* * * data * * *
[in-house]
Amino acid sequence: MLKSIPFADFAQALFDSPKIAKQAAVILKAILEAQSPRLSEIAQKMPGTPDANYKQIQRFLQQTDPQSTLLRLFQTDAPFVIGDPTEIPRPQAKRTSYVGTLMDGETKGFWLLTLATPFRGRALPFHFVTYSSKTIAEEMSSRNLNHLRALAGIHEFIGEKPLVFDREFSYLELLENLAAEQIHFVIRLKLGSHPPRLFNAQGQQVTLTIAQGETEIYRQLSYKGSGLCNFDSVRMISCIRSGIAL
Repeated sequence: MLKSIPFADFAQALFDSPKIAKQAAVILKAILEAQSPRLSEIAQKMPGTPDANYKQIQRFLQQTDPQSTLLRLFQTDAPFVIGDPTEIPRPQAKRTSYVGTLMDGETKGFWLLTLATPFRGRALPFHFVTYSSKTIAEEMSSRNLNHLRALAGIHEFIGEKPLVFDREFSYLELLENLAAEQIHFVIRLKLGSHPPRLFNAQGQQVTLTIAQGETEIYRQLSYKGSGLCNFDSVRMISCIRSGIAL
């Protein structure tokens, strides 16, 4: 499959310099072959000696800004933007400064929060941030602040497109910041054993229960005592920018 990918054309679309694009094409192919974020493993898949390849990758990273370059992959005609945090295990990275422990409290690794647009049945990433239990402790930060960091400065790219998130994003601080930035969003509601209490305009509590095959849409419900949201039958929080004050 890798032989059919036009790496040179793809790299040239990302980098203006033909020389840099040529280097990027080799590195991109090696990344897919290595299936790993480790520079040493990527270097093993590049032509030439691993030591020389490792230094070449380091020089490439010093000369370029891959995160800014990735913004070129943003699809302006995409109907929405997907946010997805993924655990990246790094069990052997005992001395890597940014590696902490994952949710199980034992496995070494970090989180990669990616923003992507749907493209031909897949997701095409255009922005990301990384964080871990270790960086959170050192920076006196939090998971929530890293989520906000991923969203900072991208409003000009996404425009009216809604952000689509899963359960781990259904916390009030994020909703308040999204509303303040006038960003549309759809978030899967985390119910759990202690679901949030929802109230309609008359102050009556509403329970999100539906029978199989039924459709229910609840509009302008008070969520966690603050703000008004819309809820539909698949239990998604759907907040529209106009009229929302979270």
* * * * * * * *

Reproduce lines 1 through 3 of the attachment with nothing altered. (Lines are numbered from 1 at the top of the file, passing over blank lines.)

[in-house]
Amino acid sequence: MLKSIPFADFAQALFDSPKIAKQAAVILKAILEAQSPRLSEIAQKMPGTPDANYKQIQRFLQQTDPQSTLLRLFQTDAPFVIGDPTEIPRPQAKRTSYVGTLMDGETKGFWLLTLATPFRGRALPFHFVTYSSKTIAEEMSSRNLNHLRALAGIHEFIGEKPLVFDREFSYLELLENLAAEQIHFVIRLKLGSHPPRLFNAQGQQVTLTIAQGETEIYRQLSYKGSGLCNFDSVRMISCIRSGIAL
Repeated sequence: MLKSIPFADFAQALFDSPKIAKQAAVILKAILEAQSPRLSEIAQKMPGTPDANYKQIQRFLQQTDPQSTLLRLFQTDAPFVIGDPTEIPRPQAKRTSYVGTLMDGETKGFWLLTLATPFRGRALPFHFVTYSSKTIAEEMSSRNLNHLRALAGIHEFIGEKPLVFDREFSYLELLENLAAEQIHFVIRLKLGSHPPRLFNAQGQQVTLTIAQGETEIYRQLSYKGSGLCNFDSVRMISCIRSGIAL